I reviewed the census to identify which names are predominantly Irish in origin. In order to estimate the relative rankings of “Irish” names, I’ve mostly excluded surnames that have varying origins.

Casey In Historic Census Years

It is fascinating to examine how the prevalence of a surname shifts over the course of time in a country as young as the United States. As well as immigration, this reflects other demographic shifts across the nation. Factors include higher child mortality rates and longer life expectancy.

The historic census records have been transcribed and digitized. I used online archives to run counts of surname populations.

But the totals can’t be exactly accurate due to transcription errors. So, I’ve rounded the numbers to the nearest 50 in the graph below.

This picture shows the numbers every twenty years from 1860 to 1940:

how common was Casey in the U.S. between 1860 and 1940

These are the numbers in the graph:

  • 1860: 9,700
  • 1880: 19,550
  • 1900: 27,100
  • 1920: 32,600
  • 1940: 39,750

Casey In World War II

About 8.3 million men and women enlisted in the U.S. Army during the Second World War. Many were of Irish heritage, and some were born in Ireland.

There were registration records for 2,392 soldiers named Casey who enlisted between 1938 and 1946.

There were 37 who were born in Ireland.

Casey Surname: Meaning And Origin

Casey comes from the Gaelic name Ó Cathasaigh, which means “descendant of Cathasach.”

The personal name Cathasach gets its meaning from two Gaelic words: “cath” means a battle and “sach” refers to being watchful or vigilant. The original bearers of the name were likely families of a warrior who was vigilant in conflict.

There are several notable Casey families in early Ireland. One family were chieftains in what is now North Dublin and part of Meath until their lands were taken during the Anglo-Norman Invasion. The Norman knight Hugh de Lacy was given the Kingdom of Meath by Henry II.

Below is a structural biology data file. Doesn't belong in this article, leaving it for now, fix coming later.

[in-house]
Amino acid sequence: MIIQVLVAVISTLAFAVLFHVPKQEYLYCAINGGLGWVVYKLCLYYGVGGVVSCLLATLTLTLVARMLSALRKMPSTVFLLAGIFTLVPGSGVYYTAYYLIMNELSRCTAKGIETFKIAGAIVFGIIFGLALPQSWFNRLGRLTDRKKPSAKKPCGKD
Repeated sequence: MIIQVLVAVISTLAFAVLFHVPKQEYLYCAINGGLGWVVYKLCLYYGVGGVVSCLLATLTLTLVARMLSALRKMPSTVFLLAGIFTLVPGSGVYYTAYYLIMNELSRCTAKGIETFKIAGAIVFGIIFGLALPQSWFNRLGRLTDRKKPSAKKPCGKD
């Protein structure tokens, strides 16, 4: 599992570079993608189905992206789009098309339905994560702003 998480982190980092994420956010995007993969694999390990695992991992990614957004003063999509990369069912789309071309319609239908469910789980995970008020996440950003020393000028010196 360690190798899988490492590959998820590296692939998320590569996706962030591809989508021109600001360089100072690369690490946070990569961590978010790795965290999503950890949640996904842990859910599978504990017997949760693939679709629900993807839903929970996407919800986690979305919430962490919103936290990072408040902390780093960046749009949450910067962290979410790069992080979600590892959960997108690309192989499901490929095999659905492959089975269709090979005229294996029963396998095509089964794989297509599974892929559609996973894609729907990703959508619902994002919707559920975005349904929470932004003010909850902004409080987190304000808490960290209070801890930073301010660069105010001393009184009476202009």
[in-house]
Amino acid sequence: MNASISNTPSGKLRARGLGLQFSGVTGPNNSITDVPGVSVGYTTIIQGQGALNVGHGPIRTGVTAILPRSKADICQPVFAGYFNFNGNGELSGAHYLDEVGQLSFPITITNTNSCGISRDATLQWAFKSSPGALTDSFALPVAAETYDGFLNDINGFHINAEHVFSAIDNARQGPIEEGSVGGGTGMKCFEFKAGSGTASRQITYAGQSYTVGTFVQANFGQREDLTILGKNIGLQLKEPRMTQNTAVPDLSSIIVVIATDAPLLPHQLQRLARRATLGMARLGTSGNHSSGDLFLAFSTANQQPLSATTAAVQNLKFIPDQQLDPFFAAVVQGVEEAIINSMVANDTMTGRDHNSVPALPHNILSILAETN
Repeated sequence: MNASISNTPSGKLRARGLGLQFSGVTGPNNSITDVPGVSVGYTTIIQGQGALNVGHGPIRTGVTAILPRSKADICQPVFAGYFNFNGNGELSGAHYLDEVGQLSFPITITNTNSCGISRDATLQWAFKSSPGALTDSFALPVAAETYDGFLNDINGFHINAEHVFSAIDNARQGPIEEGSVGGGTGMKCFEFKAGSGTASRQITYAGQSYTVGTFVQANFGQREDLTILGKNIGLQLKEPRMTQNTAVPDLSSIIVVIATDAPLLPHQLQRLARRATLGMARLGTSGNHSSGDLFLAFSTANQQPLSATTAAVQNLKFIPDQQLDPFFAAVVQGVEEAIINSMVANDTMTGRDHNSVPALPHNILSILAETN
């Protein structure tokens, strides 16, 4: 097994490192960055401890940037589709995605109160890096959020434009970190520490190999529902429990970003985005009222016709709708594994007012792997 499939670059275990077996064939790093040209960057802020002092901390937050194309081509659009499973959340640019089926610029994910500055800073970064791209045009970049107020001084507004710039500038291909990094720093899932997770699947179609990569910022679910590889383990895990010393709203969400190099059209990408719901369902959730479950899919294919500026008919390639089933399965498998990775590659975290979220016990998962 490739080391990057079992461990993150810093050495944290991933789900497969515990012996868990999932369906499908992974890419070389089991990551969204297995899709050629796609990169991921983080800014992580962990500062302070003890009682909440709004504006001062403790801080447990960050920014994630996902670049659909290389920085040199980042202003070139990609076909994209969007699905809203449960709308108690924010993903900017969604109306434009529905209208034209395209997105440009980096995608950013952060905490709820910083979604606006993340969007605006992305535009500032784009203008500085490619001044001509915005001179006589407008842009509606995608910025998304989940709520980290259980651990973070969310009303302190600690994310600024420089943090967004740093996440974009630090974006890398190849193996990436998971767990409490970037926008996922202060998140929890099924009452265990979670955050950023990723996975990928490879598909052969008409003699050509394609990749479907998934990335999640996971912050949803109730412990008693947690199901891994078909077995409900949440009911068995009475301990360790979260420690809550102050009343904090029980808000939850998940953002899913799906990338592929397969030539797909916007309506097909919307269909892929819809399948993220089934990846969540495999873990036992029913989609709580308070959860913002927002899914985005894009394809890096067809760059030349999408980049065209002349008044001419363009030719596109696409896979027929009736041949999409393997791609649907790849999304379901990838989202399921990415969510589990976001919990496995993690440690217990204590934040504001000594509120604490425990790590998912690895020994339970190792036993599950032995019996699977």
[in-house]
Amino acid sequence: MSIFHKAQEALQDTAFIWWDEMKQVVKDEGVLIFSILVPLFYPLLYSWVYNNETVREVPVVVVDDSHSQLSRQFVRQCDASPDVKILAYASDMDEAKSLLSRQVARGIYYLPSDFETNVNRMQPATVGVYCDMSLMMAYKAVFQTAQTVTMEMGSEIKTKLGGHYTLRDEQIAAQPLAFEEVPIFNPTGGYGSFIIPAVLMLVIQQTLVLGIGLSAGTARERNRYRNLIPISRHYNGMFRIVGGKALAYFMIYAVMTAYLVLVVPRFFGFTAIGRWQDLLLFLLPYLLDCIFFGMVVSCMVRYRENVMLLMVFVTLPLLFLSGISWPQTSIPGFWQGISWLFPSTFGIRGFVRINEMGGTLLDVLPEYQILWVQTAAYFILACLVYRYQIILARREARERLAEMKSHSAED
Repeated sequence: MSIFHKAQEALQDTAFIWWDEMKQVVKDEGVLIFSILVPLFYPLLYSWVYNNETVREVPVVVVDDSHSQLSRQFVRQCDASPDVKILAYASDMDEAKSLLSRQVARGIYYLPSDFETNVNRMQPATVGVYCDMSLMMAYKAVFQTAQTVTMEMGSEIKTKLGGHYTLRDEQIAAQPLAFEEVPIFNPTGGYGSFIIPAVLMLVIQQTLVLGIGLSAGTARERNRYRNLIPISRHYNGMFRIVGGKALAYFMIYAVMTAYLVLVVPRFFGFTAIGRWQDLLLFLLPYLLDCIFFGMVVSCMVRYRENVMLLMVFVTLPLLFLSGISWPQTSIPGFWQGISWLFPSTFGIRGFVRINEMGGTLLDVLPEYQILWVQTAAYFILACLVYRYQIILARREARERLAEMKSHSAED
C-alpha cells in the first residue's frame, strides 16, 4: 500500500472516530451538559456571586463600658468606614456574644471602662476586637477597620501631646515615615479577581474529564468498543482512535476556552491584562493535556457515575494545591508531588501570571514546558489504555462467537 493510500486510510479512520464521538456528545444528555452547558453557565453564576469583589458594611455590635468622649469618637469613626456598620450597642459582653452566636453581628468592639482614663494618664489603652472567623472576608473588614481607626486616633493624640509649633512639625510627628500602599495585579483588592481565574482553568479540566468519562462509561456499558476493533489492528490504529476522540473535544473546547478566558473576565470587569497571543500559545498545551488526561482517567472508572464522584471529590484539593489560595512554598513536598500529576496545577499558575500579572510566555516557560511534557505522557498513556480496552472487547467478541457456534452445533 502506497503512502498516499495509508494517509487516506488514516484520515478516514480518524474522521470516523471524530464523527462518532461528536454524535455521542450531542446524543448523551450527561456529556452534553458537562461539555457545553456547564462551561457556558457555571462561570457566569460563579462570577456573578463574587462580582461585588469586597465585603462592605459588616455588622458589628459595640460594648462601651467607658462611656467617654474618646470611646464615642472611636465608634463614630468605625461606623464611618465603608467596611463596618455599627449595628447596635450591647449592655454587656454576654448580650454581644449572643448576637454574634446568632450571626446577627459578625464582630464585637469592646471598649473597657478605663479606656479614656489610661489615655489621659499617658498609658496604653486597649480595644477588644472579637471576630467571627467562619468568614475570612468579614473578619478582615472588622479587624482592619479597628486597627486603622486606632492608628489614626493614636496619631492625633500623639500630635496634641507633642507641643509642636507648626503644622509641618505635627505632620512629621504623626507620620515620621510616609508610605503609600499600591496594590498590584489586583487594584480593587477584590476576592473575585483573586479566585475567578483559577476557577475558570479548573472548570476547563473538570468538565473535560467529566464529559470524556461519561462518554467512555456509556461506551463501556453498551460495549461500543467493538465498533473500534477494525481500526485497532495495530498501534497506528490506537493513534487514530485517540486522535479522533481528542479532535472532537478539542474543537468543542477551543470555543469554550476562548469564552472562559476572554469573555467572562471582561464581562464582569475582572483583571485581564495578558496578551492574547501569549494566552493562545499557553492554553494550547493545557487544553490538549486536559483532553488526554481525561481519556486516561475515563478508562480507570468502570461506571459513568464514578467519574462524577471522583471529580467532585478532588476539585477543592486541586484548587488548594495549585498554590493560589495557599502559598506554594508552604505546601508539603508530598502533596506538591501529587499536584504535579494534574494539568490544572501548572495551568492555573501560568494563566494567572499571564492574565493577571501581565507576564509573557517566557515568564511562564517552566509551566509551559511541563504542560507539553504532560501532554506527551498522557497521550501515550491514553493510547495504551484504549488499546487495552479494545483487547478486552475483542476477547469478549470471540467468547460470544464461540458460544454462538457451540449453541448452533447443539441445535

Famous Or Historic People Named Casey

Here are some notable people with the family name:

  • Samuel Casey (about 1723-1773): a talented silversmith who was sentenced to death in Rhode Island for counterfeiting. A mob broke into the jail and freed Casey with at least three others. His silverware is displayed in several museums.
  • Silas Casey (1807-1882): a brigadier general during the Civil War, Silas Casey wrote the Union Army’s manual on infantry tactics. His son Silas became a rear admiral.
  • John Casey (1820-1891): Limerick-born geometer who formulated Casey’s Theorem which concerns four adjacent circles.
  • Seán O’Casey (1880-1964): renowned Irish playwright and socialist activist. His best known plays are set amongst the working class during the Easter Rising and subsequent Irish Civil War.

More Irish Names Beginning With C


Casey As A Last Name

External Research

The Ireland 1990s estimates are from Seán J. Murphy’s research paper.

The population estimates of 1890 are based on the “Special Report on Surnames in Ireland“, published in 1909.

The population figures for the 2010 U.S. Census come from a file provided by the U.S. Census Bureau.

Internal Research

Some of the population numbers are based on my own research and calculations using online archives. I’ve rounded those numbers to the nearest 50 to account for transcription errors and other technical issues with online databases of this type.

The Irish census estimates for 1901 and 1911 are my calculations based on the Irish National Archives

I plotted the emigration figures from 1845 to 1854 based on calculations from the archives of the New York Passenger Lists (1820-1957).